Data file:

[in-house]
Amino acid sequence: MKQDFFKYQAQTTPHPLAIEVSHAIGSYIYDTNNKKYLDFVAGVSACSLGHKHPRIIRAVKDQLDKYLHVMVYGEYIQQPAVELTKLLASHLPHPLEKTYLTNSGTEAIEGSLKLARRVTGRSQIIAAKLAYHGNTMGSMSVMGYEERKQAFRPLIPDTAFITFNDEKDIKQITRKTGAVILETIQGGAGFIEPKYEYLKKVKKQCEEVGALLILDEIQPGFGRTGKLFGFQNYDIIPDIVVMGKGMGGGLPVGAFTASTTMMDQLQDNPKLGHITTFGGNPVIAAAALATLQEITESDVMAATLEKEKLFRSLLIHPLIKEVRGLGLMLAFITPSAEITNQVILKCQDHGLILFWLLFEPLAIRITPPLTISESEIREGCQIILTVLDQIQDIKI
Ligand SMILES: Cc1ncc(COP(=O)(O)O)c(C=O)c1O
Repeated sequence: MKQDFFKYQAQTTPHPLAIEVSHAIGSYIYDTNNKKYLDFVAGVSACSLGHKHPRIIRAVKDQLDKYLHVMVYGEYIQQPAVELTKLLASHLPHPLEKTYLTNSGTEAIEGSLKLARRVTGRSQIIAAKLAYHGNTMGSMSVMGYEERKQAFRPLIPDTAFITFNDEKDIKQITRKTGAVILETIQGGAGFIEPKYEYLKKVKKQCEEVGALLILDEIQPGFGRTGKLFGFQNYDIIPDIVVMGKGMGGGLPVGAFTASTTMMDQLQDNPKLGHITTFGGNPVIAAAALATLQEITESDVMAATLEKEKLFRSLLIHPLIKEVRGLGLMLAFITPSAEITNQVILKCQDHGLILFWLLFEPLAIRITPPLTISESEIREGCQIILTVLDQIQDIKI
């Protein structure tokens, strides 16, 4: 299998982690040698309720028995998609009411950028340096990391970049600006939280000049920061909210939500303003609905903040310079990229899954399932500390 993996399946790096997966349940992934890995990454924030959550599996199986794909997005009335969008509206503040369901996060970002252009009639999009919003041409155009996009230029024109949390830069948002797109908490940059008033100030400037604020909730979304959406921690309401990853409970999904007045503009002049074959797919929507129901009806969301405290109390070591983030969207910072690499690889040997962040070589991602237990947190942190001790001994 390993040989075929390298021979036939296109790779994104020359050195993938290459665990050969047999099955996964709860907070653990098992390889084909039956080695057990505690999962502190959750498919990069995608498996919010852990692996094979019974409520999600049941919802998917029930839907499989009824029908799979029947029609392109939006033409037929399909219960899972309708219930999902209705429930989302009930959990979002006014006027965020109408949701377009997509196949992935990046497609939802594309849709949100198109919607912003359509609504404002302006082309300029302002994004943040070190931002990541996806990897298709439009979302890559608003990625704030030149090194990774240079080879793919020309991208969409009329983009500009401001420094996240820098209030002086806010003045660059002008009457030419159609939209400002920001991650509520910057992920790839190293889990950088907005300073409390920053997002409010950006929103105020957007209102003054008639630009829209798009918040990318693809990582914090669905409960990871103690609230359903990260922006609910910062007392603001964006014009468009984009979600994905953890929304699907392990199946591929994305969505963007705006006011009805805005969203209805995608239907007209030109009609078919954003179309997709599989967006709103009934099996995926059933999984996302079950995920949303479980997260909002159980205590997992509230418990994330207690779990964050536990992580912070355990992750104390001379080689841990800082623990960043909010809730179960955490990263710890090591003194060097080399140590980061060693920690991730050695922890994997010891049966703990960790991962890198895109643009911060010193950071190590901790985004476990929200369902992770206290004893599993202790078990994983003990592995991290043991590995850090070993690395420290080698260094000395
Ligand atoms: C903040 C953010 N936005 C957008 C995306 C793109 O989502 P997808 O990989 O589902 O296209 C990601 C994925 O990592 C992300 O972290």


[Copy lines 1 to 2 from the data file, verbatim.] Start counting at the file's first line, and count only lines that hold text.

[in-house]
Amino acid sequence: MKQDFFKYQAQTTPHPLAIEVSHAIGSYIYDTNNKKYLDFVAGVSACSLGHKHPRIIRAVKDQLDKYLHVMVYGEYIQQPAVELTKLLASHLPHPLEKTYLTNSGTEAIEGSLKLARRVTGRSQIIAAKLAYHGNTMGSMSVMGYEERKQAFRPLIPDTAFITFNDEKDIKQITRKTGAVILETIQGGAGFIEPKYEYLKKVKKQCEEVGALLILDEIQPGFGRTGKLFGFQNYDIIPDIVVMGKGMGGGLPVGAFTASTTMMDQLQDNPKLGHITTFGGNPVIAAAALATLQEITESDVMAATLEKEKLFRSLLIHPLIKEVRGLGLMLAFITPSAEITNQVILKCQDHGLILFWLLFEPLAIRITPPLTISESEIREGCQIILTVLDQIQDIKI